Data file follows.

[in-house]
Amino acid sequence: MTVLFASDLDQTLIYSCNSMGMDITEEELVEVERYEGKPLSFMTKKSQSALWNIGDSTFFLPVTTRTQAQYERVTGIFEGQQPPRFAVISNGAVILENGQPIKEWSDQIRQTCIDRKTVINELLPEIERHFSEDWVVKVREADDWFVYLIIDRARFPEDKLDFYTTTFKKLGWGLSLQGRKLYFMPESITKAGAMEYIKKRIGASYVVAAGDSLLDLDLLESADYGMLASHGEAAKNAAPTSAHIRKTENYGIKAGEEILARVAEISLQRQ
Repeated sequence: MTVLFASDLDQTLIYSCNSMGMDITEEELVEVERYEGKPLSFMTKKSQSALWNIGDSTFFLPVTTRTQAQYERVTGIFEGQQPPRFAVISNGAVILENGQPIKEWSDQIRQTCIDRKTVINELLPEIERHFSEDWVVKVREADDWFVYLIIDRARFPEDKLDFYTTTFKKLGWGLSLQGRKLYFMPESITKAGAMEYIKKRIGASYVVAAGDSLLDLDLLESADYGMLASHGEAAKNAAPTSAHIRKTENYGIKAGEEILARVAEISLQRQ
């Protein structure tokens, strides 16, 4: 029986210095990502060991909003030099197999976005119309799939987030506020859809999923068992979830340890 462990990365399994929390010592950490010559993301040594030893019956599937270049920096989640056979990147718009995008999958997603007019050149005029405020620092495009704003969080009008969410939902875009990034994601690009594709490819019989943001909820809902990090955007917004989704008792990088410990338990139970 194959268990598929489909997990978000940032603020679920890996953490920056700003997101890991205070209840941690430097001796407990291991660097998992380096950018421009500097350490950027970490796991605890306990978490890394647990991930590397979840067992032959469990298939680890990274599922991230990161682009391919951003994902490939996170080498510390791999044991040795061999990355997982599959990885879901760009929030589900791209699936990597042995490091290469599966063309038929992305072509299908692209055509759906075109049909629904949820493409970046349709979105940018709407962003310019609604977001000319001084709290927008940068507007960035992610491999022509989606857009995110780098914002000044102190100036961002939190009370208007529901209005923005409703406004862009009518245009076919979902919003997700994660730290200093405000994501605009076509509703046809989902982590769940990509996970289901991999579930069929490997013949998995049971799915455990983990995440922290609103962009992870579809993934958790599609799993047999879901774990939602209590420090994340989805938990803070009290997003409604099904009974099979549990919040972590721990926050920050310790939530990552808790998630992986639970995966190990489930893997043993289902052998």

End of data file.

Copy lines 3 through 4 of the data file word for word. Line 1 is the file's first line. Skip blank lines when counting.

Repeated sequence: MTVLFASDLDQTLIYSCNSMGMDITEEELVEVERYEGKPLSFMTKKSQSALWNIGDSTFFLPVTTRTQAQYERVTGIFEGQQPPRFAVISNGAVILENGQPIKEWSDQIRQTCIDRKTVINELLPEIERHFSEDWVVKVREADDWFVYLIIDRARFPEDKLDFYTTTFKKLGWGLSLQGRKLYFMPESITKAGAMEYIKKRIGASYVVAAGDSLLDLDLLESADYGMLASHGEAAKNAAPTSAHIRKTENYGIKAGEEILARVAEISLQRQ
């Protein structure tokens, strides 16, 4: 029986210095990502060991909003030099197999976005119309799939987030506020859809999923068992979830340890 462990990365399994929390010592950490010559993301040594030893019956599937270049920096989640056979990147718009995008999958997603007019050149005029405020620092495009704003969080009008969410939902875009990034994601690009594709490819019989943001909820809902990090955007917004989704008792990088410990338990139970 194959268990598929489909997990978000940032603020679920890996953490920056700003997101890991205070209840941690430097001796407990291991660097998992380096950018421009500097350490950027970490796991605890306990978490890394647990991930590397979840067992032959469990298939680890990274599922991230990161682009391919951003994902490939996170080498510390791999044991040795061999990355997982599959990885879901760009929030589900791209699936990597042995490091290469599966063309038929992305072509299908692209055509759906075109049909629904949820493409970046349709979105940018709407962003310019609604977001000319001084709290927008940068507007960035992610491999022509989606857009995110780098914002000044102190100036961002939190009370208007529901209005923005409703406004862009009518245009076919979902919003997700994660730290200093405000994501605009076509509703046809989902982590769940990509996970289901991999579930069929490997013949998995049971799915455990983990995440922290609103962009992870579809993934958790599609799993047999879901774990939602209590420090994340989805938990803070009290997003409604099904009974099979549990919040972590721990926050920050310790939530990552808790998630992986639970995966190990489930893997043993289902052998």